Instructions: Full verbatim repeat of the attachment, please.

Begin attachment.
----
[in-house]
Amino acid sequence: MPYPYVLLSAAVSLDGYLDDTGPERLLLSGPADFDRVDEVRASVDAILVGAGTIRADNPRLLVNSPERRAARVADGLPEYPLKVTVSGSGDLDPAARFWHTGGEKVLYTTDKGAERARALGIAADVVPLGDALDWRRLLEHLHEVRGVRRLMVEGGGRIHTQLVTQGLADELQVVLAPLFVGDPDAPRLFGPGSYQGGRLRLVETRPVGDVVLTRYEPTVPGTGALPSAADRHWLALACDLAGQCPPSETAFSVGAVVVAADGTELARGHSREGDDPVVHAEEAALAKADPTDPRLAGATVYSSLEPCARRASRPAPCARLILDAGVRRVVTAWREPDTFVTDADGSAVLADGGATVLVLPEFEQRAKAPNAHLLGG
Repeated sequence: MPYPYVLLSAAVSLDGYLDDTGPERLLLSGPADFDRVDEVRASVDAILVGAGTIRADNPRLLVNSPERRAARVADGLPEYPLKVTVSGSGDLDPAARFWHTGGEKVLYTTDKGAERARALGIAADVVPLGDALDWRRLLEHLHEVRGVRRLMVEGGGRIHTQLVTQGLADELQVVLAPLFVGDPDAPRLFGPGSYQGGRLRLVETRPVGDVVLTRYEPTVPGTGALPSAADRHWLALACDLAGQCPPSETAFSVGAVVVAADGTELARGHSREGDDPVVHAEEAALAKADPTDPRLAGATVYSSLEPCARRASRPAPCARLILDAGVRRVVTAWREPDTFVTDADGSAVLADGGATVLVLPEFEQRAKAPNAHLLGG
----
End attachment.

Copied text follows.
[in-house]
Amino acid sequence: MPYPYVLLSAAVSLDGYLDDTGPERLLLSGPADFDRVDEVRASVDAILVGAGTIRADNPRLLVNSPERRAARVADGLPEYPLKVTVSGSGDLDPAARFWHTGGEKVLYTTDKGAERARALGIAADVVPLGDALDWRRLLEHLHEVRGVRRLMVEGGGRIHTQLVTQGLADELQVVLAPLFVGDPDAPRLFGPGSYQGGRLRLVETRPVGDVVLTRYEPTVPGTGALPSAADRHWLALACDLAGQCPPSETAFSVGAVVVAADGTELARGHSREGDDPVVHAEEAALAKADPTDPRLAGATVYSSLEPCARRASRPAPCARLILDAGVRRVVTAWREPDTFVTDADGSAVLADGGATVLVLPEFEQRAKAPNAHLLGG
Repeated sequence: MPYPYVLLSAAVSLDGYLDDTGPERLLLSGPADFDRVDEVRASVDAILVGAGTIRADNPRLLVNSPERRAARVADGLPEYPLKVTVSGSGDLDPAARFWHTGGEKVLYTTDKGAERARALGIAADVVPLGDALDWRRLLEHLHEVRGVRRLMVEGGGRIHTQLVTQGLADELQVVLAPLFVGDPDAPRLFGPGSYQGGRLRLVETRPVGDVVLTRYEPTVPGTGALPSAADRHWLALACDLAGQCPPSETAFSVGAVVVAADGTELARGHSREGDDPVVHAEEAALAKADPTDPRLAGATVYSSLEPCARRASRPAPCARLILDAGVRRVVTAWREPDTFVTDADGSAVLADGGATVLVLPEFEQRAKAPNAHLLGG